A successful office reception area does more than offer a tidy, comfortable, well-organized place to sit and wait. As these three recent examples illustrate, it also provides an excellent first impression of the company, its culture and the people who work there.
Established in the 1960s, Vancouver-based Bosa Properties is a real-estate developer with a reputation for a high level of design. The family-owned firm recently moved its head office into the Jameson House, one of its own properties, designed by Foster + Partners; it hired Square One Interiors Inc. to do the interiors. The reception area on the centre level, carefully carved out of the building core, features clean horizontal and vertical planes, layered with textured architectural materials, emphasizing the Bosa family’s passion for construction.
Torys LLP, a Toronto-based law practice founded in 1941, represents prestigious companies in Canada and around the world. A few years after KPMB Architects completed an artful renovation of the Toronto office, it was invited to revamp the Calgary offices, blessed with spectacular views of the Rocky Mountains to the west and prairies to the east. As in T.O., KPMP created a space underscoring the creativity of critical thinking that is the essence of the practice of law. Artist Graham Gilmore was chosen to cover two walls in the reception area with full-height panelized paintings. Directly opposite is the exterior of the sculptural Caucus room, entirely clad in vertical walnut fins suggesting the rolling prairie landscape of Alberta.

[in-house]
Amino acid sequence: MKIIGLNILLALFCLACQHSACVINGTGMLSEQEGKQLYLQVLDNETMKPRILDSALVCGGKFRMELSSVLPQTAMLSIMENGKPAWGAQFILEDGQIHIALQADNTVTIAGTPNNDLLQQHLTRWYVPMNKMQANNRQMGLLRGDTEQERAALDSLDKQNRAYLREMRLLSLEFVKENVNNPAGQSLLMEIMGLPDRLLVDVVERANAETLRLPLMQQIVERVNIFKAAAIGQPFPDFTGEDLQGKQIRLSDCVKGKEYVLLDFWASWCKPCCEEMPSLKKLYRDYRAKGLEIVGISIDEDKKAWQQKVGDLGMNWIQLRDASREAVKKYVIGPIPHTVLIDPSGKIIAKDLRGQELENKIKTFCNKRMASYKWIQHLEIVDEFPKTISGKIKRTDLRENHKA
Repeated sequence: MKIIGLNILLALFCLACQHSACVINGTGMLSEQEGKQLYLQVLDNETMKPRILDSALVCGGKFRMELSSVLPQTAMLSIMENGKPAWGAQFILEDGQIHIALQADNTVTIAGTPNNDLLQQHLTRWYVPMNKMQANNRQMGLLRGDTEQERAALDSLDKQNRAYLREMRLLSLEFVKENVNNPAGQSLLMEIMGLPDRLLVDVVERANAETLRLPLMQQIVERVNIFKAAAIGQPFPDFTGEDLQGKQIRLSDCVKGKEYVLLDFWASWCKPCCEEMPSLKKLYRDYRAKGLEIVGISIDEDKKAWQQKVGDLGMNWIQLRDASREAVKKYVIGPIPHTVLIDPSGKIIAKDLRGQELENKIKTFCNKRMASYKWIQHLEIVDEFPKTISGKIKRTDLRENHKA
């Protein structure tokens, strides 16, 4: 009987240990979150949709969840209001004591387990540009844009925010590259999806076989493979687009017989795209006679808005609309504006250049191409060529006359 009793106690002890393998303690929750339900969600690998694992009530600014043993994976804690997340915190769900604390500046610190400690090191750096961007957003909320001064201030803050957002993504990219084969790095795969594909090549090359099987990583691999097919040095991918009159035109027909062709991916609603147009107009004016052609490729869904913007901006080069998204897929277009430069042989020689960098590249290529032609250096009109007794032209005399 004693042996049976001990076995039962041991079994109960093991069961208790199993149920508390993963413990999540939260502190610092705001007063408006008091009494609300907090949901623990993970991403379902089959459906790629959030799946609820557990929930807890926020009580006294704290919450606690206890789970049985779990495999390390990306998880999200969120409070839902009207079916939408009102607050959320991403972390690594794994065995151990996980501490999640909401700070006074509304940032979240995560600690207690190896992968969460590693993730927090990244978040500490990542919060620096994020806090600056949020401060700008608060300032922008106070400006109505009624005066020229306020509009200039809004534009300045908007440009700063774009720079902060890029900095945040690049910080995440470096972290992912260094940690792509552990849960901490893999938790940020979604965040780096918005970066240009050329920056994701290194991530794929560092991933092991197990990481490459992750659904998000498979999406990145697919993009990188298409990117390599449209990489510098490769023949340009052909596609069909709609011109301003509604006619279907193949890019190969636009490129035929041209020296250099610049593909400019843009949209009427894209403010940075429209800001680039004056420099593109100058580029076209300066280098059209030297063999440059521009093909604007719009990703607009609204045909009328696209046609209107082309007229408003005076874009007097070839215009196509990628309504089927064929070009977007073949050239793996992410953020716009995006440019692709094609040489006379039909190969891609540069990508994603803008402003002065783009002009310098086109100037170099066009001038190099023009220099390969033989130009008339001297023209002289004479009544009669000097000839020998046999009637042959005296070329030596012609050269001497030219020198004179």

Until last year, when it was supplanted by Apple and Google, the Coca-Cola Company reigned as the No. 1 brand in the world (No. 3 ain’t bad, for a company founded in 1892). In a recent move to attract top talent, Coke relocated its Toronto HQ from the suburbs to design-savvy King Street East, hiring Figure3 Interior Design to fashion the three-story space. Overlooking the street, the main-floor reception area – with clean lines, warm wood tones, Coca-Cola murals and pops of vibrant red – pays tribute to the company’s glorious past while suggesting an ongoing vitality.